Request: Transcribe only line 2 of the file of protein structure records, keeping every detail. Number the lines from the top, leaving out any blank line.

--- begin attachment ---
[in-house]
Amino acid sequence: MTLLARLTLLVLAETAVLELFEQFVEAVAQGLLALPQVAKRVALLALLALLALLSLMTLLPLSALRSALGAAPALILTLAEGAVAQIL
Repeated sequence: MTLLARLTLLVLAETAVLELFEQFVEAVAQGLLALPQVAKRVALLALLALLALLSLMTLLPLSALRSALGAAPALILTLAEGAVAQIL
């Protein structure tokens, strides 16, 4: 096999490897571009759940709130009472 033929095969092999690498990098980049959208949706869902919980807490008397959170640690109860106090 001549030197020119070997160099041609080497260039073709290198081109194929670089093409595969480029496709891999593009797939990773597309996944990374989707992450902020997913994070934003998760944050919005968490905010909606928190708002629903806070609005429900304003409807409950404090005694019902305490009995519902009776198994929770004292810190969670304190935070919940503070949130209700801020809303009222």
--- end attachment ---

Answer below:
Amino acid sequence: MTLLARLTLLVLAETAVLELFEQFVEAVAQGLLALPQVAKRVALLALLALLALLSLMTLLPLSALRSALGAAPALILTLAEGAVAQIL